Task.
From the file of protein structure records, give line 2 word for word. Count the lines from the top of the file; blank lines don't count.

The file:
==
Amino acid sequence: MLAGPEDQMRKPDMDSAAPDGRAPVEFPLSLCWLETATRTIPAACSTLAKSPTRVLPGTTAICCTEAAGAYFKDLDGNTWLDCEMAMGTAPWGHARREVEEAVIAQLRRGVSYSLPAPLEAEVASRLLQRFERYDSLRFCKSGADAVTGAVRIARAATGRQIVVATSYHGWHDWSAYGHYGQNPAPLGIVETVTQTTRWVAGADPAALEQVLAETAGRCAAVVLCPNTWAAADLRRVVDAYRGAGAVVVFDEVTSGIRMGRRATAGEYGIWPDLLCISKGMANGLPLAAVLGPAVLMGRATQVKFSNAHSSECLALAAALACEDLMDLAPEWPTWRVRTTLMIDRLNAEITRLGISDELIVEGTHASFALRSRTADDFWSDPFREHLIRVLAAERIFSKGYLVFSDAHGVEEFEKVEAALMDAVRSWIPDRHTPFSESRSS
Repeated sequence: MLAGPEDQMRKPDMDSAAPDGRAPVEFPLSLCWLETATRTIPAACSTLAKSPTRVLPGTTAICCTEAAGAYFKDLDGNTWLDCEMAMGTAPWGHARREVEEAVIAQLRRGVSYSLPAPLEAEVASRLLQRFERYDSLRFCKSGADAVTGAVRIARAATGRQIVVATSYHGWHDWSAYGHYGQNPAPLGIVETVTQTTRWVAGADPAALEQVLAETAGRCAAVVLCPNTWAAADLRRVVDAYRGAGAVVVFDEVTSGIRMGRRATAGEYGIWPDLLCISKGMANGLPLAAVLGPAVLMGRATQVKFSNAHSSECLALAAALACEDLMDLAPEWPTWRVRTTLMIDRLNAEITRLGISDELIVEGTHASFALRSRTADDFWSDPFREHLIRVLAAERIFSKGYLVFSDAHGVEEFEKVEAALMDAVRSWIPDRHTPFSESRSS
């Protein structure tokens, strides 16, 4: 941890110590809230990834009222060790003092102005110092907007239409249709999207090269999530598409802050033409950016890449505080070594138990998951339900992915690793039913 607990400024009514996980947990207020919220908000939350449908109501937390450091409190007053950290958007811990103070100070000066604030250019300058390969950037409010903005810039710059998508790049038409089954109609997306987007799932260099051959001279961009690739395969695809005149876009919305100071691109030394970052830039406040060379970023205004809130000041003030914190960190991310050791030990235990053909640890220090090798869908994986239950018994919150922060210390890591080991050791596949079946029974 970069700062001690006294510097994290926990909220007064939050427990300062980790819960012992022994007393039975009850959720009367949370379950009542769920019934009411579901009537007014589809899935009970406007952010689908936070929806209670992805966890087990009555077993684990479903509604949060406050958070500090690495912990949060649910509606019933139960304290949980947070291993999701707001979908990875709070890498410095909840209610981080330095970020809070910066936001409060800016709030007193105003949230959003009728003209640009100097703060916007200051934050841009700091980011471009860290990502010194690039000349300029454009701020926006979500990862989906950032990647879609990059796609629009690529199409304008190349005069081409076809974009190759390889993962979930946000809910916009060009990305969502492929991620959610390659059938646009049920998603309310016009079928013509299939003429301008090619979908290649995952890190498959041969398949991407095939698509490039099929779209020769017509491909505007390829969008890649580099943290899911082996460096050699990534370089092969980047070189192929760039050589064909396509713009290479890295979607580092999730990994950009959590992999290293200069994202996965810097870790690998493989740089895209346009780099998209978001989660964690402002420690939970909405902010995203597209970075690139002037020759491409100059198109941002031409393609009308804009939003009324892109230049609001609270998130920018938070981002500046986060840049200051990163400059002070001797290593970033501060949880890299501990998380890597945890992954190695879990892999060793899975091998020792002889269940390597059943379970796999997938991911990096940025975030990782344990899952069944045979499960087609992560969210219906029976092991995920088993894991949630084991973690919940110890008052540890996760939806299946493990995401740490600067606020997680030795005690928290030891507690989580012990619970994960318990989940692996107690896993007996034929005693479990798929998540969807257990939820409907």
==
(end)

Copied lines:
Repeated sequence: MLAGPEDQMRKPDMDSAAPDGRAPVEFPLSLCWLETATRTIPAACSTLAKSPTRVLPGTTAICCTEAAGAYFKDLDGNTWLDCEMAMGTAPWGHARREVEEAVIAQLRRGVSYSLPAPLEAEVASRLLQRFERYDSLRFCKSGADAVTGAVRIARAATGRQIVVATSYHGWHDWSAYGHYGQNPAPLGIVETVTQTTRWVAGADPAALEQVLAETAGRCAAVVLCPNTWAAADLRRVVDAYRGAGAVVVFDEVTSGIRMGRRATAGEYGIWPDLLCISKGMANGLPLAAVLGPAVLMGRATQVKFSNAHSSECLALAAALACEDLMDLAPEWPTWRVRTTLMIDRLNAEITRLGISDELIVEGTHASFALRSRTADDFWSDPFREHLIRVLAAERIFSKGYLVFSDAHGVEEFEKVEAALMDAVRSWIPDRHTPFSESRSS